Just like a doctor, an attorney is the person you turn to when things are going wrong. For someone facing time in prison, the loss of career, the alienation of those around them, it can feel as if they are dying, every bit as much as if they had a serious medical condition. There are no guarantees regarding the outcome, and the prognosis can be deflating when the realities of the case, or the illness, cannot be ignored.

For an attorney, like a doctor, the balance of personal feelings and professional knowledge can often be hard to maintain. Remaining cool, calm and collected does not mean there is no genuine concern for the human being placing their trust in us.

One of my clients once said to me, “Our first time in court, I wanted you to jump on the Judges desk and loudly proclaim my innocence. I was pissed because you were so understated and calm. It was only later, as the process played out, that I realized that instead of being a mighty warrior with a sword, hacking and slashing in defense of my honor, you were like a brain surgeon. Carefully, selectively, diagnosing and making small, accurate cuts that limited the potential damage and ultimately, ‘cured’ my case.”

It is especially difficult for us when we do in fact have strong personal feelings about a particular case. In filing motions, appeals, etc., we are attempting to use every means at our disposal to perform, ‘legal surgery’. And like a surgeon, we have to remain calm and be alert for any possible openings or means of bringing about successful results. In other words, there are many times in court when I do want to jump on the Judges desk and loudly proclaim a client’s innocence, but that is not how the system works.

Marijuana cases can be extremely frustrating to me. As a former prosecutor, I am proud of my record of locking up dangerous criminals, predators and abusers. Yet, that same experience has given me additional perspective of what constitutes a crime. Too often, there are ‘criminal’ cases with no victim, no individual who has come forward to press charges. Just an ancient law on the books being used to shield some and prosecute others. In some cases, it even involves a profit motive that goes beyond justice.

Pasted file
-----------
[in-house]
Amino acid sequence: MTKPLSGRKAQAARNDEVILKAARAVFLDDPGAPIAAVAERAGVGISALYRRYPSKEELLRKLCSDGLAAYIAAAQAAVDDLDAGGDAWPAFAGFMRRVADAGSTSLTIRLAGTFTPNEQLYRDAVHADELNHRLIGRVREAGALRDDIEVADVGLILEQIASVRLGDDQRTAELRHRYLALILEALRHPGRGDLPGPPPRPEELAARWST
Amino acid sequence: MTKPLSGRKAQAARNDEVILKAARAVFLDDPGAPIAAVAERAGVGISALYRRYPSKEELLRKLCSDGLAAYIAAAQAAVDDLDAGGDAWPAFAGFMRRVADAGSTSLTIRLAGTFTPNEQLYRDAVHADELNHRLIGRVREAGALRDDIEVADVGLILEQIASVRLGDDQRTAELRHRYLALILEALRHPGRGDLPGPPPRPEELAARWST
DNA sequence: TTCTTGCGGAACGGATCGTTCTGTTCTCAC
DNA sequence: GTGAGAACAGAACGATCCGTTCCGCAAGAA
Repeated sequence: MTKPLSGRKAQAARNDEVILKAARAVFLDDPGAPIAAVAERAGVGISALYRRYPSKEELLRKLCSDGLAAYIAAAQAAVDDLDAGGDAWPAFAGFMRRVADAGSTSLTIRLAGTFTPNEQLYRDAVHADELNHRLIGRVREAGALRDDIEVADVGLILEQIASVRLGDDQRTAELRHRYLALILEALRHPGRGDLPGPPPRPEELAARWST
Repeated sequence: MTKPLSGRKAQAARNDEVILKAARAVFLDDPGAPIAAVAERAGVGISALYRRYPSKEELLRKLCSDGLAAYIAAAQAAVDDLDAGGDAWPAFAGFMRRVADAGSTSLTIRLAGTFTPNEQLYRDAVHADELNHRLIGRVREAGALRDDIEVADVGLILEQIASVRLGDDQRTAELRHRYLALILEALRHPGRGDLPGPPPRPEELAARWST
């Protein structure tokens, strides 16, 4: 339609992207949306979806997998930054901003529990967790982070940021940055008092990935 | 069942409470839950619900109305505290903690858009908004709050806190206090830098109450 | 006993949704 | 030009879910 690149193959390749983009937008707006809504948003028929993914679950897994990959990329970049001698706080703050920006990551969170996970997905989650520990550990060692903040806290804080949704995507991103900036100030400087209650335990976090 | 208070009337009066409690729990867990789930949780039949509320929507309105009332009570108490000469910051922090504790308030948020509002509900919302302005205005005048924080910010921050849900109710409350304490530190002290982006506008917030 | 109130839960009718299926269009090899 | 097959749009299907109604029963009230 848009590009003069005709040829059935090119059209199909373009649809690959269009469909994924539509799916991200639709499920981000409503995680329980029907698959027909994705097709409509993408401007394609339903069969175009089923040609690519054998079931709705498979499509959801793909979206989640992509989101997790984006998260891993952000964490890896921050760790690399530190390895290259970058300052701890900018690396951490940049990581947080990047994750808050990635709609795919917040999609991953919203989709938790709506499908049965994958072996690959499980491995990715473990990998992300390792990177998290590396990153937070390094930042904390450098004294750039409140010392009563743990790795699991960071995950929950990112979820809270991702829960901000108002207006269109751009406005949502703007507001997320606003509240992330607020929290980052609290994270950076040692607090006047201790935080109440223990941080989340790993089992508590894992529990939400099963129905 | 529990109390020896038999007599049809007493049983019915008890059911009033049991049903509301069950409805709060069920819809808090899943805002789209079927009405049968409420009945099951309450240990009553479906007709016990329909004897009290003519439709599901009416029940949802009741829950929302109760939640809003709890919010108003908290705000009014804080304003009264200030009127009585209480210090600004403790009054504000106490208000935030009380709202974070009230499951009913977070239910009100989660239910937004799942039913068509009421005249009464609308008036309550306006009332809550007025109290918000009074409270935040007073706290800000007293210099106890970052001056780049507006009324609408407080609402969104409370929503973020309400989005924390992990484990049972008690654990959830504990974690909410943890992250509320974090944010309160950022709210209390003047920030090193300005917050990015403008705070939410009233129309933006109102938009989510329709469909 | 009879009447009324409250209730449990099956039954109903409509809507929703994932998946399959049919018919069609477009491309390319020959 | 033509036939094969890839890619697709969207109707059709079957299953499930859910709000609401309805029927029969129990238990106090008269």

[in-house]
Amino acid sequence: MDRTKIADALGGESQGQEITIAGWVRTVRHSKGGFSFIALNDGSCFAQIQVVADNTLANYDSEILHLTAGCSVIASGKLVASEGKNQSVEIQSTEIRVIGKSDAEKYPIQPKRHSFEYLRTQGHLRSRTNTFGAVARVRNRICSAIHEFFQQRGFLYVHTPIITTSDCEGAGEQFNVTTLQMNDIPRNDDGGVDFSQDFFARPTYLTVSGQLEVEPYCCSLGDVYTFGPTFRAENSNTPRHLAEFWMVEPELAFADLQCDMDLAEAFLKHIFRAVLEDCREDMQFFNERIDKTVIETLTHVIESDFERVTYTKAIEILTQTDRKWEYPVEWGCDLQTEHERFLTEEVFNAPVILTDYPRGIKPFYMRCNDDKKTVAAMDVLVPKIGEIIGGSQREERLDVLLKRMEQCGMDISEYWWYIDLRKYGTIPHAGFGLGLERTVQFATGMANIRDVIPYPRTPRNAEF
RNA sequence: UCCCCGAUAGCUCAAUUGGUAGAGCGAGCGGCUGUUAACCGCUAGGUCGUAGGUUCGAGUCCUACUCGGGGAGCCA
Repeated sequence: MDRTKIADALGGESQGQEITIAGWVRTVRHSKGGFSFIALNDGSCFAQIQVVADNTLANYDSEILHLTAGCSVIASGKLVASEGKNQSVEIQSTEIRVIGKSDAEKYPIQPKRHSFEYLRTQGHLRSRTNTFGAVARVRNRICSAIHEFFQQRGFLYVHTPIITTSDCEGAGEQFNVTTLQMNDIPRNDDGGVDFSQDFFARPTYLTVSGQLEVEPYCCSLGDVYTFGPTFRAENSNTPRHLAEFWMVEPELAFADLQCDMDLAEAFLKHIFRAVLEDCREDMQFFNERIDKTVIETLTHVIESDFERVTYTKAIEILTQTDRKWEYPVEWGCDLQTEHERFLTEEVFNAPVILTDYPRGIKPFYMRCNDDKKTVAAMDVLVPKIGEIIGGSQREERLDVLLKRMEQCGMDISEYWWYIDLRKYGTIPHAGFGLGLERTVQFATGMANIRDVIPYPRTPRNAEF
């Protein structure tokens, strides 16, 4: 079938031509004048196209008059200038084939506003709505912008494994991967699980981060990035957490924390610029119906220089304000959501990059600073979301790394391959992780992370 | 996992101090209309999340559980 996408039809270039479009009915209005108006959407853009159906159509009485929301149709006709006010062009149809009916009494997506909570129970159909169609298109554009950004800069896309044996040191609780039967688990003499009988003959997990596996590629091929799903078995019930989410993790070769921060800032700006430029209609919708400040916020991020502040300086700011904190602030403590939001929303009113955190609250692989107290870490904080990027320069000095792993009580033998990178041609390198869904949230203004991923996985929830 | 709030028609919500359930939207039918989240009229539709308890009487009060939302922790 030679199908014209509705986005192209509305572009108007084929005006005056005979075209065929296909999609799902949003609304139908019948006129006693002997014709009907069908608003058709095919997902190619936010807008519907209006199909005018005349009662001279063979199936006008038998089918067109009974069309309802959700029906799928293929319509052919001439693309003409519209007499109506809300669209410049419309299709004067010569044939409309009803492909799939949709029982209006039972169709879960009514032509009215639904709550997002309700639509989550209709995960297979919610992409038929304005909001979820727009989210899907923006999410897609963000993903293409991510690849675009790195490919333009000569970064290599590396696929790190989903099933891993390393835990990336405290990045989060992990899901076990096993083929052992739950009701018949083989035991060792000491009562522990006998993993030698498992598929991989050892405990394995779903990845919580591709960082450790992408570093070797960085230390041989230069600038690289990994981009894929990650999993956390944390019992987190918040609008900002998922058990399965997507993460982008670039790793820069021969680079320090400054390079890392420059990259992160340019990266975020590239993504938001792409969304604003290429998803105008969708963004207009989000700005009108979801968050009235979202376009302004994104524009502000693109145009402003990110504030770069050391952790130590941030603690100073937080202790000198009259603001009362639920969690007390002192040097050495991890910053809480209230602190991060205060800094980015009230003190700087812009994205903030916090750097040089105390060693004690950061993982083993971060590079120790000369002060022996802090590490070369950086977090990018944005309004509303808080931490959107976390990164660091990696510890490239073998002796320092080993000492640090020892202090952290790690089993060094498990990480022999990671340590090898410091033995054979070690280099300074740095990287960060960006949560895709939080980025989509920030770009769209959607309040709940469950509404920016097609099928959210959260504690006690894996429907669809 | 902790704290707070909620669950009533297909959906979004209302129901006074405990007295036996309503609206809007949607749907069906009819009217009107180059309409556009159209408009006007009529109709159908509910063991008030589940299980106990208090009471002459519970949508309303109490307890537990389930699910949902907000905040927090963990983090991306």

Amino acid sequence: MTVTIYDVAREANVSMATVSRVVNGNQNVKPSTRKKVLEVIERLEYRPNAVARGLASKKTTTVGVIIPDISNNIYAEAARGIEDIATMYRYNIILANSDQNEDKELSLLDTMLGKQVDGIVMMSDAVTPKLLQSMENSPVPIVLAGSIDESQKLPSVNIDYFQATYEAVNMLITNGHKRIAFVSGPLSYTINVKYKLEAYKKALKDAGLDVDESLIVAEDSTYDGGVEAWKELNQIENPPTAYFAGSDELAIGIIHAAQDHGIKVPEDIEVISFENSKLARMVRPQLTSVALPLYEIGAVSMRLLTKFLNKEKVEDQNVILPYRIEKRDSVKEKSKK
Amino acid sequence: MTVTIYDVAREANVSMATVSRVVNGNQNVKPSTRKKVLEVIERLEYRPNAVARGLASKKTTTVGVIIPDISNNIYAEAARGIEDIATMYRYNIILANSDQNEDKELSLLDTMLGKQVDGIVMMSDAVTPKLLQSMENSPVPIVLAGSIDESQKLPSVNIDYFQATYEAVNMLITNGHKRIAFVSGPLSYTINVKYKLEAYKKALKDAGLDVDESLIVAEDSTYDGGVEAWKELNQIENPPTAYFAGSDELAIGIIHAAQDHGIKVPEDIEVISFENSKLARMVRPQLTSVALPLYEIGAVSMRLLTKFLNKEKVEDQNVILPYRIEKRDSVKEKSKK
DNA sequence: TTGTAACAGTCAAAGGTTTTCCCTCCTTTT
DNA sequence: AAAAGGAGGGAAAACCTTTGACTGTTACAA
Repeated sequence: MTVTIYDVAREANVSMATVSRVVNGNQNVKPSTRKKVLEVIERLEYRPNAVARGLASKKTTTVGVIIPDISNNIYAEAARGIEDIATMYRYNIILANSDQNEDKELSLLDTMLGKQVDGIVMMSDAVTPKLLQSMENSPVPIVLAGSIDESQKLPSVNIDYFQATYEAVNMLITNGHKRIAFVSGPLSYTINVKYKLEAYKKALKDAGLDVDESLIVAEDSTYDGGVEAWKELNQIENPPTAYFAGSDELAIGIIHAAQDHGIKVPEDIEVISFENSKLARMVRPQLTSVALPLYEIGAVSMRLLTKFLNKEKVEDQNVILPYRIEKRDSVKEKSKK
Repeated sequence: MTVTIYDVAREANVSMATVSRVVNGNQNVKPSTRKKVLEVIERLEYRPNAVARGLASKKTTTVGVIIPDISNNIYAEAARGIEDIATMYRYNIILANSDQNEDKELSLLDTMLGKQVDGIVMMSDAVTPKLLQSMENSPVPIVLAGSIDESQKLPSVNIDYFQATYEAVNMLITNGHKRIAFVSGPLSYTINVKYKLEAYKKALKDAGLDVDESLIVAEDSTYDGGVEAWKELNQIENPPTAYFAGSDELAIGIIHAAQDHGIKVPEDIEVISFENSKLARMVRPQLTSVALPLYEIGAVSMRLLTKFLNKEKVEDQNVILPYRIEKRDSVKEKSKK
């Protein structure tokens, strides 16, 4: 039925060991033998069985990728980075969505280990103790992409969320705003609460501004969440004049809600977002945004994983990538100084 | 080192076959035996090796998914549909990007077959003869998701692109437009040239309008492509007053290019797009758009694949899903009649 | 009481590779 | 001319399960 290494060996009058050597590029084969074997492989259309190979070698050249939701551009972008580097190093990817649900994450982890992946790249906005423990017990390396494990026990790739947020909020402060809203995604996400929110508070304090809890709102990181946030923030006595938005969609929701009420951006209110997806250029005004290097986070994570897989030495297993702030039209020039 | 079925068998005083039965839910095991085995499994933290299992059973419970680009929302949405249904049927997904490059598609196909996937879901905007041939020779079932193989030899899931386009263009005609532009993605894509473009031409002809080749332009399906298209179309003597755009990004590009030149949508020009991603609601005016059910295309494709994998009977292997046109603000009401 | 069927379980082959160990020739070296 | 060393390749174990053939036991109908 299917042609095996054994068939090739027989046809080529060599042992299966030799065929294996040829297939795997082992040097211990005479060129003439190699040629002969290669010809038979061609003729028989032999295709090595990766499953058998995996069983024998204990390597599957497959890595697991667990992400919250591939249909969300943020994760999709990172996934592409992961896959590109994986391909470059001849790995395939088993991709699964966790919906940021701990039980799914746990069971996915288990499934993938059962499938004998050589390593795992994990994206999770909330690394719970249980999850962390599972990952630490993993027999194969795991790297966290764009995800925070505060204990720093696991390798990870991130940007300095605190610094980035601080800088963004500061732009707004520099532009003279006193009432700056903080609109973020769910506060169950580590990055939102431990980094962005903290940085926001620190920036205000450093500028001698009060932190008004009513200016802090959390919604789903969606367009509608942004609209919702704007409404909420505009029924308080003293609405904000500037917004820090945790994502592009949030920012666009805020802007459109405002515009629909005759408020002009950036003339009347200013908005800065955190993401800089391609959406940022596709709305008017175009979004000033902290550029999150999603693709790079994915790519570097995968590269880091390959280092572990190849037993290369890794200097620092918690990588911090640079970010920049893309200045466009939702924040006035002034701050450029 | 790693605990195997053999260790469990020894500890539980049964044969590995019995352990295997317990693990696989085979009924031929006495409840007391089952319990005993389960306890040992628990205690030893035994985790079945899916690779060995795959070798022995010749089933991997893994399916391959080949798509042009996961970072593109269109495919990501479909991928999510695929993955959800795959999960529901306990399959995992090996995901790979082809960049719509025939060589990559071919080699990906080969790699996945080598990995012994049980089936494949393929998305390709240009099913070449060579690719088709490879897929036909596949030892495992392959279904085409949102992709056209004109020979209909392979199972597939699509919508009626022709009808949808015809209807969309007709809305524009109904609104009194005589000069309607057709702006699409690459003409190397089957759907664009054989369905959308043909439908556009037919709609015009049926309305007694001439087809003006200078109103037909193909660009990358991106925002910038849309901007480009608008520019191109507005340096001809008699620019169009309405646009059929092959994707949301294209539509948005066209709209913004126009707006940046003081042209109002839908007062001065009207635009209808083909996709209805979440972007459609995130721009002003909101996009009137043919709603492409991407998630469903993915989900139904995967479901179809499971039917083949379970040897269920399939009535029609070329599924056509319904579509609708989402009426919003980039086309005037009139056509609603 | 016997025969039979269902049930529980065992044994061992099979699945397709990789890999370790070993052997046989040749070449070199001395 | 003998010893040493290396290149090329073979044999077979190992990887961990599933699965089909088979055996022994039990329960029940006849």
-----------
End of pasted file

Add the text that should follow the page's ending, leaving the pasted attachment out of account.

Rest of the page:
As a defense attorney, I am able to bring years of experience in navigating the laws and statutes of our Commonwealth, and put that knowledge to work for my clients. Even in situations where there is little hope for a good outcome, it is my duty to pursue every means possible to, at the very least, minimize the potential negative results and damage.

In a recent case, I filed motions for a Fayette county man charged with growing and distributing Marijuana. (Read the Pittsburgh Tribune Report Here.)

Regrettably, Judge Wagner denied Mr. Smith’s post-sentencing motions without an evidentiary hearing. While we’re not surprised that his Honor declined to find Marijuana’s Schedule I Classification unconstitutional, we did hope to at least have a hearing to build the record and show that its Schedule I classification was arbitrary and capricious and denied Pennsylvanians equal protection. But the issue has been preserved for appellate review and the Notice of Appeal will be filed shortly.

In the meantime, a 53 year old Navy veteran with no prior criminal history and a special needs adult daughter remains free on bond with a 5 – 10 year mandatory sentence hanging over his head. That’s the War on Cannabis for you – five years for a first time offender. We’re committed to doing everything we can to keep him out of prison.


Leave a Reply